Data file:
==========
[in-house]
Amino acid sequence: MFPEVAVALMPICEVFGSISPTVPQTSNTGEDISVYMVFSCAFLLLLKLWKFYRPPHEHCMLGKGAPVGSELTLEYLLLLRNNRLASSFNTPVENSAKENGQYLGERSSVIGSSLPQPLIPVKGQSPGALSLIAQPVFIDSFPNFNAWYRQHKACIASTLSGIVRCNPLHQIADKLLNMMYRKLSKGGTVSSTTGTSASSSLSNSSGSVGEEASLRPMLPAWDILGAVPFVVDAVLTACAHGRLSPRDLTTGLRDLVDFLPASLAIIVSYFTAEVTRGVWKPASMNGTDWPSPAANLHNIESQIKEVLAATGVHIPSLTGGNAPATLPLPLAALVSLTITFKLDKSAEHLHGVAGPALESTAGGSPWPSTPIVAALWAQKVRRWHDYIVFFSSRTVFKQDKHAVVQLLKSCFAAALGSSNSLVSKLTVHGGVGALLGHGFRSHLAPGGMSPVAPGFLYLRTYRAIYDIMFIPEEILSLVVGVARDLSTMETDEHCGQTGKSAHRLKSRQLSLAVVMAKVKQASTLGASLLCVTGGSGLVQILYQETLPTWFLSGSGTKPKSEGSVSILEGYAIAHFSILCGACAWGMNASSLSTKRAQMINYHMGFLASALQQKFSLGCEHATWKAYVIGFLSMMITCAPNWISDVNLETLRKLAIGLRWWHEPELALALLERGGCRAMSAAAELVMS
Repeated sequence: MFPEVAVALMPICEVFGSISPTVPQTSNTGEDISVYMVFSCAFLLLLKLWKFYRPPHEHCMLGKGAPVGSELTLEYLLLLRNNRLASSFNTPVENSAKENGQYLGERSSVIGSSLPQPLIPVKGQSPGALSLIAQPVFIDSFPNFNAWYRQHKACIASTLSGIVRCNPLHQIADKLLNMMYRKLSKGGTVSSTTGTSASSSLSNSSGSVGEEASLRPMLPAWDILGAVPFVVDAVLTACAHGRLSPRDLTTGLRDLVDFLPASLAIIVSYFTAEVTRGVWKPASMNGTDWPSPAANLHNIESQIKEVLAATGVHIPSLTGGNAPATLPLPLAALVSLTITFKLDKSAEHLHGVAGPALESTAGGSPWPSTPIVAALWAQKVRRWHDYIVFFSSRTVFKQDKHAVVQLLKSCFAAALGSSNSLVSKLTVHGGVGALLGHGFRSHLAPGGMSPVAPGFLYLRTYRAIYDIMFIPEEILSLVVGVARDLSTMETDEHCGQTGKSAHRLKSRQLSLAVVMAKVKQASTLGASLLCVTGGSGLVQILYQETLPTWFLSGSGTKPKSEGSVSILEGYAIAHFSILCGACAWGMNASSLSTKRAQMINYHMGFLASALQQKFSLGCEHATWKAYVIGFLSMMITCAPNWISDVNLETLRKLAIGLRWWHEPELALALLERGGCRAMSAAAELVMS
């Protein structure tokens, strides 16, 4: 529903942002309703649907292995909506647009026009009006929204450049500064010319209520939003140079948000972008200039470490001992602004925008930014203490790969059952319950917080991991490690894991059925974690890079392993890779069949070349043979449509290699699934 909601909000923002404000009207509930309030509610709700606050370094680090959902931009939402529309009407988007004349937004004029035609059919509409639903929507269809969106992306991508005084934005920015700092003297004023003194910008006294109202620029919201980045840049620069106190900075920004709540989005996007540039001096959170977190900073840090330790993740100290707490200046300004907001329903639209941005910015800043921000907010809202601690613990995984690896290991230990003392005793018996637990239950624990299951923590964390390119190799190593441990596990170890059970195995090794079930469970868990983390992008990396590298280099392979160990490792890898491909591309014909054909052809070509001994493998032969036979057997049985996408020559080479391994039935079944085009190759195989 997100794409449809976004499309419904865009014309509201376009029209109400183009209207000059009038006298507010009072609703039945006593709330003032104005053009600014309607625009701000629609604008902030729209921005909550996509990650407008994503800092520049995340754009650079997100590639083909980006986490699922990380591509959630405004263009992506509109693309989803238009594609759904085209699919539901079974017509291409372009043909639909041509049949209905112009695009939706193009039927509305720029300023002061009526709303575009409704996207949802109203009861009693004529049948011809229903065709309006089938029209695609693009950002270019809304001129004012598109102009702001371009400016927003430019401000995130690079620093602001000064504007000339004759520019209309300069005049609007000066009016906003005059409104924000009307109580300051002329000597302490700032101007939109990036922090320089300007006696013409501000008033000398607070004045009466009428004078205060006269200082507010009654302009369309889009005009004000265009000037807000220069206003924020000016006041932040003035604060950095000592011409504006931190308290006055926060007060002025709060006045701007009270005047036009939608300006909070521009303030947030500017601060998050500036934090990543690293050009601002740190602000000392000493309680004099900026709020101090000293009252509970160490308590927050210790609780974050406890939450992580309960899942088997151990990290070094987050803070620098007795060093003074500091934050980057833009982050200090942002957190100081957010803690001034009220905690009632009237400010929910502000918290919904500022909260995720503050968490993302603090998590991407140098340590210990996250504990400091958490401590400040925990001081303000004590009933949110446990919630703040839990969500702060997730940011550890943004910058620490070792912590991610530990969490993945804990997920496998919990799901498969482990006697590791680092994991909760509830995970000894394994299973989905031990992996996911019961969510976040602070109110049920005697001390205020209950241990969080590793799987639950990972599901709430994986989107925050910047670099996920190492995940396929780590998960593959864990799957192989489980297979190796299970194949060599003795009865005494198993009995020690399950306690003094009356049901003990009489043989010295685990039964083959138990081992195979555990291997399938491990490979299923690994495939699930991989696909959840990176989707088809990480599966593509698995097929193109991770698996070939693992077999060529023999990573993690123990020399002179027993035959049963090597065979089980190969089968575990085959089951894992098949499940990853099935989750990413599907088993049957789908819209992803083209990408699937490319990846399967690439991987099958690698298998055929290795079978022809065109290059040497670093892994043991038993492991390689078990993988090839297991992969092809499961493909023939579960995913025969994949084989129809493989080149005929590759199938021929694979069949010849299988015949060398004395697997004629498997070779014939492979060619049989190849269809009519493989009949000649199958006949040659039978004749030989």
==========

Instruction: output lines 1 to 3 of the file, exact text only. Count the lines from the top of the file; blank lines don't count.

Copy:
[in-house]
Amino acid sequence: MFPEVAVALMPICEVFGSISPTVPQTSNTGEDISVYMVFSCAFLLLLKLWKFYRPPHEHCMLGKGAPVGSELTLEYLLLLRNNRLASSFNTPVENSAKENGQYLGERSSVIGSSLPQPLIPVKGQSPGALSLIAQPVFIDSFPNFNAWYRQHKACIASTLSGIVRCNPLHQIADKLLNMMYRKLSKGGTVSSTTGTSASSSLSNSSGSVGEEASLRPMLPAWDILGAVPFVVDAVLTACAHGRLSPRDLTTGLRDLVDFLPASLAIIVSYFTAEVTRGVWKPASMNGTDWPSPAANLHNIESQIKEVLAATGVHIPSLTGGNAPATLPLPLAALVSLTITFKLDKSAEHLHGVAGPALESTAGGSPWPSTPIVAALWAQKVRRWHDYIVFFSSRTVFKQDKHAVVQLLKSCFAAALGSSNSLVSKLTVHGGVGALLGHGFRSHLAPGGMSPVAPGFLYLRTYRAIYDIMFIPEEILSLVVGVARDLSTMETDEHCGQTGKSAHRLKSRQLSLAVVMAKVKQASTLGASLLCVTGGSGLVQILYQETLPTWFLSGSGTKPKSEGSVSILEGYAIAHFSILCGACAWGMNASSLSTKRAQMINYHMGFLASALQQKFSLGCEHATWKAYVIGFLSMMITCAPNWISDVNLETLRKLAIGLRWWHEPELALALLERGGCRAMSAAAELVMS
Repeated sequence: MFPEVAVALMPICEVFGSISPTVPQTSNTGEDISVYMVFSCAFLLLLKLWKFYRPPHEHCMLGKGAPVGSELTLEYLLLLRNNRLASSFNTPVENSAKENGQYLGERSSVIGSSLPQPLIPVKGQSPGALSLIAQPVFIDSFPNFNAWYRQHKACIASTLSGIVRCNPLHQIADKLLNMMYRKLSKGGTVSSTTGTSASSSLSNSSGSVGEEASLRPMLPAWDILGAVPFVVDAVLTACAHGRLSPRDLTTGLRDLVDFLPASLAIIVSYFTAEVTRGVWKPASMNGTDWPSPAANLHNIESQIKEVLAATGVHIPSLTGGNAPATLPLPLAALVSLTITFKLDKSAEHLHGVAGPALESTAGGSPWPSTPIVAALWAQKVRRWHDYIVFFSSRTVFKQDKHAVVQLLKSCFAAALGSSNSLVSKLTVHGGVGALLGHGFRSHLAPGGMSPVAPGFLYLRTYRAIYDIMFIPEEILSLVVGVARDLSTMETDEHCGQTGKSAHRLKSRQLSLAVVMAKVKQASTLGASLLCVTGGSGLVQILYQETLPTWFLSGSGTKPKSEGSVSILEGYAIAHFSILCGACAWGMNASSLSTKRAQMINYHMGFLASALQQKFSLGCEHATWKAYVIGFLSMMITCAPNWISDVNLETLRKLAIGLRWWHEPELALALLERGGCRAMSAAAELVMS